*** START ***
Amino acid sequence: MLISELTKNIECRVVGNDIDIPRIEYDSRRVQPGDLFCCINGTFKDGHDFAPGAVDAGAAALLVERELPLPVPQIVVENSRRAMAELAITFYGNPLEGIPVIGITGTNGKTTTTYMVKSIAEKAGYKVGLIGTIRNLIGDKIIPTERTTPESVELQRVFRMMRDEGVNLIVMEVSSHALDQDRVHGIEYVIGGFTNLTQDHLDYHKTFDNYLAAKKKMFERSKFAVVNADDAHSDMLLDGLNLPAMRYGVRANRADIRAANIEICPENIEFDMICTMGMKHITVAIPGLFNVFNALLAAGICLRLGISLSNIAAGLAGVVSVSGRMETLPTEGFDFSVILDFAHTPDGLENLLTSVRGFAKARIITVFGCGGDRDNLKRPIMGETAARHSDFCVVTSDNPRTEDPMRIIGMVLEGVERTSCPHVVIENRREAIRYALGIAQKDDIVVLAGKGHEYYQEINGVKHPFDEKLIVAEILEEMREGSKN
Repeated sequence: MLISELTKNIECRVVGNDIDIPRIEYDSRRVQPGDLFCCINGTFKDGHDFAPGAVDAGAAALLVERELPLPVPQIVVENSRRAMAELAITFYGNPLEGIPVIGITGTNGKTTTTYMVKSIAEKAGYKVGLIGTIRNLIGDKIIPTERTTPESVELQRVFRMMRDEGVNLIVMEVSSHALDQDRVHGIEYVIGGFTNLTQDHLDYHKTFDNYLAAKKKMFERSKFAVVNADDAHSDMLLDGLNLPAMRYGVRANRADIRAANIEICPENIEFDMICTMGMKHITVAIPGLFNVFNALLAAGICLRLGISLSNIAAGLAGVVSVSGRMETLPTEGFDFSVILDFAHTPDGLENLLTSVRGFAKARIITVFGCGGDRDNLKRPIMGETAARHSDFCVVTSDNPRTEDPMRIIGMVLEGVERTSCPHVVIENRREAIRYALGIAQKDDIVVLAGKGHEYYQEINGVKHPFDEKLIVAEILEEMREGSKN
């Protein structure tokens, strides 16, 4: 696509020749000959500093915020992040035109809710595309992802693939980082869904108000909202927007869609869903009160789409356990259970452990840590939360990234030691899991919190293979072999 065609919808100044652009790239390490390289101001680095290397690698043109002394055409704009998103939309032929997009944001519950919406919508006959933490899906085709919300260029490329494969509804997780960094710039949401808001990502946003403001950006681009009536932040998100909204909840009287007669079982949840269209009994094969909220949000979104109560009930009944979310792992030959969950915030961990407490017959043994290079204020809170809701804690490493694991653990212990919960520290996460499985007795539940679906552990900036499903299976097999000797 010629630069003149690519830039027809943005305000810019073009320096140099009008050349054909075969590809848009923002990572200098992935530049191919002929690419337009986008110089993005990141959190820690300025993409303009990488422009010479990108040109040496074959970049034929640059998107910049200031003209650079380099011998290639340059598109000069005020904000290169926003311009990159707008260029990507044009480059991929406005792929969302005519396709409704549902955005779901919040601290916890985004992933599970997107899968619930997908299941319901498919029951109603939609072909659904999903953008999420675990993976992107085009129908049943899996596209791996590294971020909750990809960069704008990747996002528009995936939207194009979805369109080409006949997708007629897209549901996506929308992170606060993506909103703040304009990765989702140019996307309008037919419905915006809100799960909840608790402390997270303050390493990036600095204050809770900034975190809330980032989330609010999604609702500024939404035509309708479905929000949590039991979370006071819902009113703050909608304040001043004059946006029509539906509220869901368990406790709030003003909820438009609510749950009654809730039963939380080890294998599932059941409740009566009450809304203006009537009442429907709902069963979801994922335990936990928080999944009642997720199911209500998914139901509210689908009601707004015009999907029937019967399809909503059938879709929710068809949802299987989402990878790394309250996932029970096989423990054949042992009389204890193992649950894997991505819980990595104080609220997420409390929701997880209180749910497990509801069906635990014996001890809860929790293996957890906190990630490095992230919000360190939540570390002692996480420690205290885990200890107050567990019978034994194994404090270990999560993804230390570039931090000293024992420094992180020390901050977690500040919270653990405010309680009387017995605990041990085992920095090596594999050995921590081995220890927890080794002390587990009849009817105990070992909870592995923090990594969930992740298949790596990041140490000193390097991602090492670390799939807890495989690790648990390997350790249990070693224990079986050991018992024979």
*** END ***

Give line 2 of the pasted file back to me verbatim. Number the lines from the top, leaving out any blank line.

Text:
Repeated sequence: MLISELTKNIECRVVGNDIDIPRIEYDSRRVQPGDLFCCINGTFKDGHDFAPGAVDAGAAALLVERELPLPVPQIVVENSRRAMAELAITFYGNPLEGIPVIGITGTNGKTTTTYMVKSIAEKAGYKVGLIGTIRNLIGDKIIPTERTTPESVELQRVFRMMRDEGVNLIVMEVSSHALDQDRVHGIEYVIGGFTNLTQDHLDYHKTFDNYLAAKKKMFERSKFAVVNADDAHSDMLLDGLNLPAMRYGVRANRADIRAANIEICPENIEFDMICTMGMKHITVAIPGLFNVFNALLAAGICLRLGISLSNIAAGLAGVVSVSGRMETLPTEGFDFSVILDFAHTPDGLENLLTSVRGFAKARIITVFGCGGDRDNLKRPIMGETAARHSDFCVVTSDNPRTEDPMRIIGMVLEGVERTSCPHVVIENRREAIRYALGIAQKDDIVVLAGKGHEYYQEINGVKHPFDEKLIVAEILEEMREGSKN